5-10 Service organizations are often ideally suited for activity-based costing because virtually all of the costs for a service company are indirect and appear to be fixed. The large component of apparently fixed costs in service companies arises because, unlike manufacturing companies, service companies have virtually no material costs—the prime source of short-term variable costs. Service companies must supply virtually all of their resources in advance to provide the capacity to perform work for customers during each period. Fluctuations during the period of demand by individual products and customers for the activities performed by these resources do not influence short-term spending to supply the resources.
5-11 As mentioned in 5-10, virtually all the costs for a service company are indirect and appear to be fixed. Service companies have few or no direct materials and many of their personnel provide indirect, not direct, support to products and customers. Consequently, service companies do not have direct, traceable costs to serve as convenient allocation bases.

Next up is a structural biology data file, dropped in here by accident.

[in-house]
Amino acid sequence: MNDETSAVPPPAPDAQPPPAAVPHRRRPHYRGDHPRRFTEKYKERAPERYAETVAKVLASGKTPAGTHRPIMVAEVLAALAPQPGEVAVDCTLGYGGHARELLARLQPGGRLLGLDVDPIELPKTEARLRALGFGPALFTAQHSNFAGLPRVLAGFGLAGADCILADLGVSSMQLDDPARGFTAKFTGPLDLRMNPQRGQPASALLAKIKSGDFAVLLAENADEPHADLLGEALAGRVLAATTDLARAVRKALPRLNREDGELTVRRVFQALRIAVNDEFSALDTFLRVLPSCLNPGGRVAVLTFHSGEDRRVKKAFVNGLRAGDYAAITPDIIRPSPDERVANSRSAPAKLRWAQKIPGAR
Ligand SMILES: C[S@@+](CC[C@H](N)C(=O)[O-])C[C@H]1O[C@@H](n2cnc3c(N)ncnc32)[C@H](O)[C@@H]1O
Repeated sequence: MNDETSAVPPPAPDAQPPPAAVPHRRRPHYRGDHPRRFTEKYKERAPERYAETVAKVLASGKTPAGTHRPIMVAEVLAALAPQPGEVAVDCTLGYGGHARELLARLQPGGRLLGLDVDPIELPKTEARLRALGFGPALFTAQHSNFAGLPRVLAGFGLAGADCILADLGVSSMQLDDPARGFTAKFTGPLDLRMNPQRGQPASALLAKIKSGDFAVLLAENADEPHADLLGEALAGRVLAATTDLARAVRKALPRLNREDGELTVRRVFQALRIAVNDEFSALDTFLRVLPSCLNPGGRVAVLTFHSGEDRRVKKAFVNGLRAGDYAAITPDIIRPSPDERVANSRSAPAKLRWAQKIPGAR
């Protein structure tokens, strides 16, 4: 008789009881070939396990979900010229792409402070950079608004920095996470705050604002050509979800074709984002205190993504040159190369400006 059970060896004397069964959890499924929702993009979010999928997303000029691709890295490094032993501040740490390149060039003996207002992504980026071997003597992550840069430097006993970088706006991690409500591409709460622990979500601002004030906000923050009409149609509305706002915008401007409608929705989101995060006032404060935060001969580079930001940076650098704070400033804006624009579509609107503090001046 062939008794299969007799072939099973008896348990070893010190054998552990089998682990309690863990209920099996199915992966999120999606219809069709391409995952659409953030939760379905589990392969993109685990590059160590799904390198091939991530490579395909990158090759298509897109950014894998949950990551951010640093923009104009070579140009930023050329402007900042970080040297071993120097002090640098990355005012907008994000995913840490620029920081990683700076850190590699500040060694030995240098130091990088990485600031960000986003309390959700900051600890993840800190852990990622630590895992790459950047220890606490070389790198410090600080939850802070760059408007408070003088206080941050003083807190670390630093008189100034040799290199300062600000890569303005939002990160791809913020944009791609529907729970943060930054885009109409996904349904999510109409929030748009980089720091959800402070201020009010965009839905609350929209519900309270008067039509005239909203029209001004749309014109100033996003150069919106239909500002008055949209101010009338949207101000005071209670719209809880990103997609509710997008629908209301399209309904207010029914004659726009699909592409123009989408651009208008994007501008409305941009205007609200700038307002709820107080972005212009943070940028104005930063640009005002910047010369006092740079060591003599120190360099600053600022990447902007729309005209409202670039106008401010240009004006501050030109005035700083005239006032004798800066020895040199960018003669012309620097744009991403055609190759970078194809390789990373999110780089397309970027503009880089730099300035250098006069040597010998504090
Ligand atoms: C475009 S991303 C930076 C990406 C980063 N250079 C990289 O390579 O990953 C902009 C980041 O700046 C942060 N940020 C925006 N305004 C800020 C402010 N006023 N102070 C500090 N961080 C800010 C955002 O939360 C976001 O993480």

Unlike physical products, services cannot be inventoried for future sales. Service companies must supply virtually all their resources in advance to provide the capacity to perform work for customers during each period, and demand often fluctuates. For some service industries, the increase in spending resulting from an incremental transaction or customer is essentially zero. Therefore, service companies making decisions about products and customers based on short-term variable costs might provide a full range of all products and services to customers at prices near zero, leading to little recovery of the costs of all the committed resources supplied in order to deliver services to customers. It can be difficult to identify and measure the outputs for a service organization. The variation in demand for organizational resources is much more customer-driven in service organizations than in manufacturing organizations. A service company can determine and control the efficiency of its internal activities, but customers determine the quantity of demands for these operating activities. For example, customers may vary greatly in the number of transactions and the balances in their checking accounts. Service companies must focus on customer costs and customer profitability; measuring revenues and costs at the customer level provides service companies with far more relevant and useful information than at the product level. Finally, a customer may have multiple relationships with a service company. Therefore, the cost system should provide information that supports determining profitability of the entire relationship with the customer. Customer costs and customer profitability are discussed in more detail in Chapter 6.